Where you born and raised?
Born in Korea but moved to US when I was 6 years old, and lived in Texas for 1 year, due to father’s visa to US which was employment based and that’s where the job was.
What are your favorite sports/clubs/hobbies?
Running, running, and now biking. I am trying to figure out how to do a triathlon without killing myself. I just need a good pool where I can start to improve my swimming strokes.
What are your children’s names?
Nate, Noah, and Caleb. We are all boys all the time in the Lee household!
What is the most important piece of advice that you have/will pass on to your children?
No matter how hard something is, don’t be afraid to try it because you are afraid to fail. Failure is the best lesson in life, without it you will never ever improve. But don’t forget, you have to also learn from your failure.
Can you provide a brief overview of your work history and current title/position? Professional goals? Other civic/community involvement?
Been a civil rights lawyer in NYC for 10 years specializing in impact/law reform cases on poor people’s rights to subsistence government benefits. This was my only job out of law school, which I gave up a year after Caleb was born because the commute was killing me (they require face time, no matter how much you try to telecommute). I want to make sure that all my children understand how important it is to work for something to change the community you live in and make it better, it can be in any profession/volunteer position, but if you have to use your god given talent for good, not evil nor neglect it. I want to make our schools better and want to give a forum for parents to consider how to think about improving our schools as a whole, not peace-meal with only “fun” stuff. So we shall see how this works out in the near future.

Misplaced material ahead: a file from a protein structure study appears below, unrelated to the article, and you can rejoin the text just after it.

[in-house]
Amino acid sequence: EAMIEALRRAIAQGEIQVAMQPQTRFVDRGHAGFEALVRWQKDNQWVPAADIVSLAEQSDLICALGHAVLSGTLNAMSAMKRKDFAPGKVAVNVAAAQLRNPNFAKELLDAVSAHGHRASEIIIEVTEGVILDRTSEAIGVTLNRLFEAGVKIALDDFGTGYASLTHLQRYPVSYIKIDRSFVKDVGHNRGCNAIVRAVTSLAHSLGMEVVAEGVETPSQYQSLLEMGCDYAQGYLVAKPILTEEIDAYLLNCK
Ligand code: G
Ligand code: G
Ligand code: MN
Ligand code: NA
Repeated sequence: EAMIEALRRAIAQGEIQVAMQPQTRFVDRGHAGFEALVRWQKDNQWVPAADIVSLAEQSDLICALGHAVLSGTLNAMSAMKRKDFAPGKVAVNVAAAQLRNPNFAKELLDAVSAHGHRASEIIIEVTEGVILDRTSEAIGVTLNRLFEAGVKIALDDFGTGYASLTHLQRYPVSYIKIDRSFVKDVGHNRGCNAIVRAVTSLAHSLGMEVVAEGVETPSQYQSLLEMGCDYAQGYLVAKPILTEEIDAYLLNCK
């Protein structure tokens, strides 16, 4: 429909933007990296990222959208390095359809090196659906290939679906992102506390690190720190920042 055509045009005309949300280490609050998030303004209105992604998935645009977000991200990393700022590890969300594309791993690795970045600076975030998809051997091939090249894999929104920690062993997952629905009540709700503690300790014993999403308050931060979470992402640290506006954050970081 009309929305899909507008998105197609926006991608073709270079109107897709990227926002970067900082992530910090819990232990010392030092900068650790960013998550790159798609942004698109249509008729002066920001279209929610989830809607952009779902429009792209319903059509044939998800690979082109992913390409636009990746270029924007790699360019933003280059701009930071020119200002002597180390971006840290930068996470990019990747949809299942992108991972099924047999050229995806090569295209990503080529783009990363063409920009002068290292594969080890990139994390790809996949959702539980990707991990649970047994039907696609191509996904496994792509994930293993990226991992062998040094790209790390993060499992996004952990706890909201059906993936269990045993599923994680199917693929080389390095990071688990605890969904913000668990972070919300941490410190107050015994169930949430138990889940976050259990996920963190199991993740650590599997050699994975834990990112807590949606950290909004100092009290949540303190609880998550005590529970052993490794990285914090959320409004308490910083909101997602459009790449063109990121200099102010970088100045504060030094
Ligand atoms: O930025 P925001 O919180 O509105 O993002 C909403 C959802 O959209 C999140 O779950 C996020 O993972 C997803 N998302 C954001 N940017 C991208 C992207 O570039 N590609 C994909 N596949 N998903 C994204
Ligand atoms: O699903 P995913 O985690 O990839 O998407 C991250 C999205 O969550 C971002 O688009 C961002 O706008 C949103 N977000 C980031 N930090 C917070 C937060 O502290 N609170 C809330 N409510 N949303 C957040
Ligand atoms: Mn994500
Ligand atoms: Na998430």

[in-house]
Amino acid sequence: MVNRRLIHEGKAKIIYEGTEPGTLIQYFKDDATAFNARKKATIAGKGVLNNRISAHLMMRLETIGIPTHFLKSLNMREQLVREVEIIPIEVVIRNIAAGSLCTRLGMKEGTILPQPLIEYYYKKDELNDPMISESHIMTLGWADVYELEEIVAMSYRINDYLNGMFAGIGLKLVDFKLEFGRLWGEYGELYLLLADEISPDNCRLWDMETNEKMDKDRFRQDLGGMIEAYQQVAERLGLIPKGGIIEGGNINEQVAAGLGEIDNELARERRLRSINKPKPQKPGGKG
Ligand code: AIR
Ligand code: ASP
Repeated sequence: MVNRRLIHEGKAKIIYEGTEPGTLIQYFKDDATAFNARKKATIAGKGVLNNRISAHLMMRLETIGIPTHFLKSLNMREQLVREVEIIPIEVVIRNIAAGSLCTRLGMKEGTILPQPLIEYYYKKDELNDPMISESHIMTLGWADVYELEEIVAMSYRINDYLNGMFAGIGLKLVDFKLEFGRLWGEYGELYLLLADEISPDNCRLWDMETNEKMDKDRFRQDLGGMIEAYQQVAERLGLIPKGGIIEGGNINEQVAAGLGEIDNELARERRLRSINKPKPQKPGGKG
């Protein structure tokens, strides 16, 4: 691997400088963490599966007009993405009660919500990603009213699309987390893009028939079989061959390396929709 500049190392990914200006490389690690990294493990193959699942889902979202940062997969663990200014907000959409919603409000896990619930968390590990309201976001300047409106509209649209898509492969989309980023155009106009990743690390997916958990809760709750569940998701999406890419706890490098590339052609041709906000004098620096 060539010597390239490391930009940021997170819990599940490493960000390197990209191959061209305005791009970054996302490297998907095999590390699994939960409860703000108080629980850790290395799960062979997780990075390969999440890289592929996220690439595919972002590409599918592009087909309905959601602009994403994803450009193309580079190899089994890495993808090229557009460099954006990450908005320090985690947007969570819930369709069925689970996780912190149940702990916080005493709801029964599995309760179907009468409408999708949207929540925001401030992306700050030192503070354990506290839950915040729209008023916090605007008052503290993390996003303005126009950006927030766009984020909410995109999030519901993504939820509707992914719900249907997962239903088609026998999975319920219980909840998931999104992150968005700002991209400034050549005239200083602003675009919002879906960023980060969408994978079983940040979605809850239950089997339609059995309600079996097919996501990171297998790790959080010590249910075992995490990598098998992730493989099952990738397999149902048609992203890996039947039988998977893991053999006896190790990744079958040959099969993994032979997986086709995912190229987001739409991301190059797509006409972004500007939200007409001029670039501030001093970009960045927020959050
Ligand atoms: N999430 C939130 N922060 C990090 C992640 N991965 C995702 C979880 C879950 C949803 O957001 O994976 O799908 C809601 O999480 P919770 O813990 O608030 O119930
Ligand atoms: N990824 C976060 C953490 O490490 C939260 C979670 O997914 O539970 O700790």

What is the best career advice you ever received?
Don’t worry about making mistakes on the job. Just remember to acknowledge it right away so that it can be fixed in time.
Who was your most influential mentor and what did he/she teach you?
Dr. Stephen Linton (does fundraising to improve the lives of North Koreans through several foundations via medication and food) taught me that people are what’s important in life, and we are gifted with the opportunity to nurture lives positively and that we should never take that gift for granted. God gives lots of gifts, use it wisely.
How did you get involved with KCCP and what is your favorite memory or experience?
Alice and Peter Yi. Women’s club, hands down!
What advice would you have for the next generation of Korean Americans?
Be a civic engineer, don’t be a civic parasite. You have so much talents and gifts, use it wisely young ones and make the world a better place for your community.